Right to Repair: A New Consumer Right in India

How India plans to empower consumers and protect the environment with a right to repair law

India is one of the largest markets for consumer products such as mobile phones, tablets, consumer durables, automobiles and farming equipment. However, many consumers face difficulties in repairing their products when they break down or malfunction. They often have to rely on authorized service centers that charge high fees, have long waiting times, or do not have the required spare parts. Some manufacturers also design their products in such a way that they are difficult or impossible to repair by third parties, forcing consumers to buy new products instead of fixing their old ones. This practice is known as “planned obsolescence” and it has negative impacts on the environment and the economy.

To address this issue, the Ministry of Consumer Affairs (MCA) has proposed to introduce a right to repair law in India, aiming to provide consumers the ability to have their products repaired by third parties at an optimal cost. The right to repair law will also promote fair competition among service providers, encourage innovation and entrepreneurship in the repair sector, and reduce e-waste generation and carbon footprint.

The MCA has set up a committee to come up with a right to repair framework that will cover four important sectors: farming equipment, mobile phones and tablets, consumer durables, and automobiles and automobile equipment. The committee will consult with various stakeholders such as manufacturers, service providers, consumer groups, experts and regulators to devise a comprehensive and balanced policy that will protect the interests of both consumers and producers.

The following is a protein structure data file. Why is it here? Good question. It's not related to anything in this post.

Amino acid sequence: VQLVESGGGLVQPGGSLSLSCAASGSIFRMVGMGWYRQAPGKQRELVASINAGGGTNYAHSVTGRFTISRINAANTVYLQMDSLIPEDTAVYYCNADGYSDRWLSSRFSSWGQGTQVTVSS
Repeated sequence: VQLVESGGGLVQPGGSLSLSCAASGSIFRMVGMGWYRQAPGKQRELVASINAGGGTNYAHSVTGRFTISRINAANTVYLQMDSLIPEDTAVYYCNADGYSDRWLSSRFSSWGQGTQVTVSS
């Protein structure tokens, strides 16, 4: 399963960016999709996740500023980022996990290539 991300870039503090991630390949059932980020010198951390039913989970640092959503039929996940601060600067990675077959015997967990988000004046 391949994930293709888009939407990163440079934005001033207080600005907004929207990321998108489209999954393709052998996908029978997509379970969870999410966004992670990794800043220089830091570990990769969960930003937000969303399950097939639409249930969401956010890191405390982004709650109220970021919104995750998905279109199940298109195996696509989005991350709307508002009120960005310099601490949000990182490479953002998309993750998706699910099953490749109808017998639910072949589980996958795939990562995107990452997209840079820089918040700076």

The right to repair framework will include various measures such as:

  • Providing consumers with easy access to necessary information on repair and maintenance of products through a single portal (https://righttorepairindia.gov.in/)
  • Ensuring availability of genuine spare parts and tools at reasonable prices
  • Establishing standards and certification for repair services and components
  • Creating awareness among consumers about their rights and responsibilities regarding product repair
  • Providing incentives and support for local repair shops and entrepreneurs
  • Enforcing penalties for violation of consumer rights or unfair trade practices

The right to repair law is anticipated to be a game-changer for India because it will give consumers and product purchasers more power on the domestic market, harmonise trade between original equipment manufacturers and third-party buyers and sellers, and put an emphasis on encouraging sustainable product consumption and e-waste reduction. When it is implemented in India, it will serve as a template for other nations considering similar legislation12.

The right to repair law is not only a consumer right but also a social responsibility. It will help India achieve its goals of self-reliance, digital inclusion, green economy and circular economy. It will also create new opportunities for employment, innovation and growth in the repair sector. As consumers, we should support this initiative and demand our right to repair our products.


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